# Magic Math – Eldrazi in Modern

Modern is dominated by Eldrazi. But even in the Blind Eternities, math still applies. Today, I’ll offer some probabilities, a few percentages, and other insights on our new Eldrazi overlords. Along the way, you may learn about the useful multivariate hypergeometric distribution, but you can also choose to skip the math and go straight ahead to the conclusions.

## Should You Be Scared of the Turn-2 Kill?

The colorless variant that propelled three players into the Top 8 of Pro Tour Oath of the Gatewatch has fallen out of favor recently—it’s weak against most other Eldrazi decks—but it still offers a potential turn-2 kill. As outlined in LSV’s article, it requires the following sequence:

### Turn 2

But how often does this happen? To make things concrete, let’s assume that you’re on the play and never mulligan. So you either have to draw the perfect 7-card opening hand or you have to have a near-perfect opening hand followed by the missing Eldrazi Temple, Simian Spirit Guide, or Reality Smasher on your second turn.

Can we expect to pull off this turn-2 kill on the play once every hundred games? Once every thousand games? Ten-thousand games? More?

Probability theory to the rescue!

Click to enlarge.

With this relatively well-known extension of the hypergeometric distribution, which intuitively can be described as dividing the number of successful combinations by the number of all possible combinations, you can run the numbers. Consider the following 60-card deck:

Okay, that’s bizarrely small. It means that, in the long run, this will happen approximately once per 370,000 games. To put that number into perspective: In a huge Grand Prix-like event with 8,000 competitors, all of whom play the colorless Eldrazi deck in 15 rounds with 3 games each—none of which is realistic—you would expect to observe this perfect opening hand once.

That said, you don’t have to draw this perfect opening hand to get the turn-2 kill. You can draw Reality Smasher, Eldrazi Temple, or Simian Spirit Guide on turn 2 instead. If you account for that possibility as well, then you get the following.

So that’s still once per approximately 107,000 games in the long run. This means that in our fictive 8,000-player 15-round mono-Eldrazi event, a turn-2 kill on the play would likely happen 3 or 4 times. More realistically, at the upcoming Grand Prix weekend with a Day-2 cutoff, possible 2-game matches, and much less popularity of the colorless Eldrazi deck, I would bet against it happening even once.

So I wouldn’t be scared of the turn-2 kill.

## How Would a Ban of Eldrazi Temple or Eye of Ugin Impact the Deck?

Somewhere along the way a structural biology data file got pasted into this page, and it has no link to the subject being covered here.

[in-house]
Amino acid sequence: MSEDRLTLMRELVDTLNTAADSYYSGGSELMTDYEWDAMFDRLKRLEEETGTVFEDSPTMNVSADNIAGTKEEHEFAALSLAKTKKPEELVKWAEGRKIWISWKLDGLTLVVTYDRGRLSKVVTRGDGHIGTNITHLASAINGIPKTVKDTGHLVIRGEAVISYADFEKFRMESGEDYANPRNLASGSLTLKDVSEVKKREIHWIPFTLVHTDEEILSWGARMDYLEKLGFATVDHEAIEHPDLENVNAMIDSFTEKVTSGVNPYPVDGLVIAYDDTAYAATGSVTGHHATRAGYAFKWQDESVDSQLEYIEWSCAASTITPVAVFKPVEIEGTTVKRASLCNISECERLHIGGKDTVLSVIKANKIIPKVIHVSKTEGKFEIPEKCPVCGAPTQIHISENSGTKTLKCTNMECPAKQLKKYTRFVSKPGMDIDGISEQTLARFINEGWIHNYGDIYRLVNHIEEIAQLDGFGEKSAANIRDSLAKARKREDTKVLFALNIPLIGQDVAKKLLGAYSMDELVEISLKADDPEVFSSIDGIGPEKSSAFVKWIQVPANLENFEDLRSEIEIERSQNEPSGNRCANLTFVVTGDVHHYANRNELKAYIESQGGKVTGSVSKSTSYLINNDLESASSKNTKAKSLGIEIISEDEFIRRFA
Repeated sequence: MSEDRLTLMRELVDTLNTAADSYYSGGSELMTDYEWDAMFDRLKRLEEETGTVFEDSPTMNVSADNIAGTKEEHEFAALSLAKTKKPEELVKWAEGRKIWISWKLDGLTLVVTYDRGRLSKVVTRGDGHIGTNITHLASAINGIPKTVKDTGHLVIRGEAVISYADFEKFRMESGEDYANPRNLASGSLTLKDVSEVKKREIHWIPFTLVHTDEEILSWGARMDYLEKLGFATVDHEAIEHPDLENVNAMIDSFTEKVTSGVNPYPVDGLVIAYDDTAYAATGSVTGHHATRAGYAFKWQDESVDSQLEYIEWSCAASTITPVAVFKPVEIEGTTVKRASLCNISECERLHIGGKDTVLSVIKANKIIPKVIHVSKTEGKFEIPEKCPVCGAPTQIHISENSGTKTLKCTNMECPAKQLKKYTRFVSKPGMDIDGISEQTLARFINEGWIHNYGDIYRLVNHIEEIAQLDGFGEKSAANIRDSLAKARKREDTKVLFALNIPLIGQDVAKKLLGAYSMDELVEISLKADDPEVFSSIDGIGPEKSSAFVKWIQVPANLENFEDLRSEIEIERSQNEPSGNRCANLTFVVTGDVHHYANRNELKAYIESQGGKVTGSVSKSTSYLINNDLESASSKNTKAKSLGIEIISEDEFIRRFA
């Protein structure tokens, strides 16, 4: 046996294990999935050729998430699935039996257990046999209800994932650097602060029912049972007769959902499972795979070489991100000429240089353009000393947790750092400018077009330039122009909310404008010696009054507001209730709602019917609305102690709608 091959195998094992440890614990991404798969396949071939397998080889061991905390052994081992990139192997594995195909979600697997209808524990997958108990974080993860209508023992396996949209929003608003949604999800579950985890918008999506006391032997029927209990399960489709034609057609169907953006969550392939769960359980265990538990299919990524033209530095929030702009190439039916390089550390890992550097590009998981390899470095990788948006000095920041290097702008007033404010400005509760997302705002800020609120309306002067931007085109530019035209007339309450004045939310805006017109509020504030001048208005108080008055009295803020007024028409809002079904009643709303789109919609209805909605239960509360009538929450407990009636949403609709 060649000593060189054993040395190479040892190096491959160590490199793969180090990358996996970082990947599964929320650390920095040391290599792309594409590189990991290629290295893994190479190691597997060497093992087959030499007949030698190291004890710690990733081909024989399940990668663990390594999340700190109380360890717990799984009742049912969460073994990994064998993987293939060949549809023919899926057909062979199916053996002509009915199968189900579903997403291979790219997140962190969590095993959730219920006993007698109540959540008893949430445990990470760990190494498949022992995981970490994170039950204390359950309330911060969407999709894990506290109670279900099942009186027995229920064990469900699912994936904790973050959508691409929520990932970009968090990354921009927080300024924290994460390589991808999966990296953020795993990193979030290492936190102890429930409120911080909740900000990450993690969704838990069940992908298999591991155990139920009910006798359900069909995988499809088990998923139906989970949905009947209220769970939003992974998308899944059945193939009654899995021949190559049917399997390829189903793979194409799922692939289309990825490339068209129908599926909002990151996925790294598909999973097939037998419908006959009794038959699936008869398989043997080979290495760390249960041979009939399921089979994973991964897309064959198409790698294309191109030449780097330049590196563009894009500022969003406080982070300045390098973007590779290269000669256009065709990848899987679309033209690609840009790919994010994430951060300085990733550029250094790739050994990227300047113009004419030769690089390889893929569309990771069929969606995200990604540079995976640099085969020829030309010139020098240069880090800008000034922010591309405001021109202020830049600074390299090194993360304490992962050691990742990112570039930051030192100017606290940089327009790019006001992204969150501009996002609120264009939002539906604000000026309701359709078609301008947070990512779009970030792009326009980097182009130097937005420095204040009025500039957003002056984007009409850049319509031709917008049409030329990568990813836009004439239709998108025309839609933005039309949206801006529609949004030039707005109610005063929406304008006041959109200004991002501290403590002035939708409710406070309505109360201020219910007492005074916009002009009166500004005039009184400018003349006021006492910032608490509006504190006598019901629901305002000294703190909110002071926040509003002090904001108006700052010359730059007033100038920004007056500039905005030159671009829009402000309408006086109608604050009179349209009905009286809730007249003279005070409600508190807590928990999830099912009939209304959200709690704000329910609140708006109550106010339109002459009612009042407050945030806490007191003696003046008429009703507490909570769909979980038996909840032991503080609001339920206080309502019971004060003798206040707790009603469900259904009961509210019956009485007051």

Since the main power of the Eldrazi deck lies in Eye of Ugin and Eldrazi Temple, I’ve been told by experienced Eldrazi pilots that they tend to mulligan if they don’t have one of those 2-mana lands.

As a result, I was curious about the following question: If you mulligan every hand that doesn’t contain at least one of the 8 Ancient Tombs (and only mulligan those hands), how often do you start with 7, 6, or 5 cards? Before scrolling down, take a guess yourself!

A simple multiplication of hypergeometric probabilities yields the following table. For instance, the probability of keeping a 6-card hand, using horrible Excel notation, is determined as HYPGEOM.DIST(0,7,8,60,FALSE)*(1-HYPGEOM.DIST(0,6,8,60,FALSE)).

Opening hand size after mulligans percentage probability:

Keep 7: 65.4%
Keep 6: 20.6%
Keep 5: 7.4%
Keep 4 or less: 6.7%

Mulligans provide incredible card selection. If an Eldrazi player is only concerned with finding a 2-mana land, then they’ll be able to do so with at least a 6-card opening hand in over 85% of the games. In practice, the number will be a little lower because all-land or one-land hands will still prompt extra mulligans, but this consistency still scares me.

Many people have advocated banning either Eldrazi Temple or Eye of Ugin.

Opening hand size after mulligans percentage probability after a potential ban:

Keep 7: 39.9%
Keep 6: 21.1%
Keep 5: 11.7%
Keep 4 or less: 27.2%

Much less scary. The deck would probably still be playable, but it would take a noticeable drop in 2-mana-land consistency, especially taking into account that the strategy of mulliganing toward a 2-mana land would become foolish.

# How Realistic is a turn-2 Thought-Knot Seer on the play?

You’ve seen that the second-turn kill is extremely unlikely. You’ve also seen that finding a 2-mana land is relatively easy. But how about a Thought-Knot Seer on turn 2, which requires a proper combination of two 2-mana lands? That’s not as devastating as a turn-2 kill, but still pretty powerful.

It is possible to analytically determine the probability of having the 4/4 in addition to 2 Eldrazi Temple or, alternatively, 1 Eldrazi Temple and 1 Eye of Ugin on turn 2, but this requires a time-intensive and error-prone enumeration of scenarios. So I made things easier for myself with a quick simulation. In this simulation, I assumed that you mulligan a hand if and only if it doesn’t contain a 2-mana land, that for simplicity you don’t use the free scry, and that you’re always on the play.

The result? A turn-2 Thought-Knot Seer happens in 11.8% of the games. In contrast, the Eldrazi player will hold a Thought-Knot Seer without the mana to play it on turn 2 in 27.0% of the games. What this tells us is that hands with multiple 2-mana lands are relatively uncommon. Phew. It’s still somewhat scary to face a turn-2 Thought-Knot Seer once every 9 games or so against the Eldrazi deck, but it’s not unbeatable.

I’ll be in Bologna this weekend to provide text coverage of the Modern Grand Prix there (which is sold out, by the way) and I hope to see plenty of innovation from brewers who attack the weak spots in the Eldrazi strategies.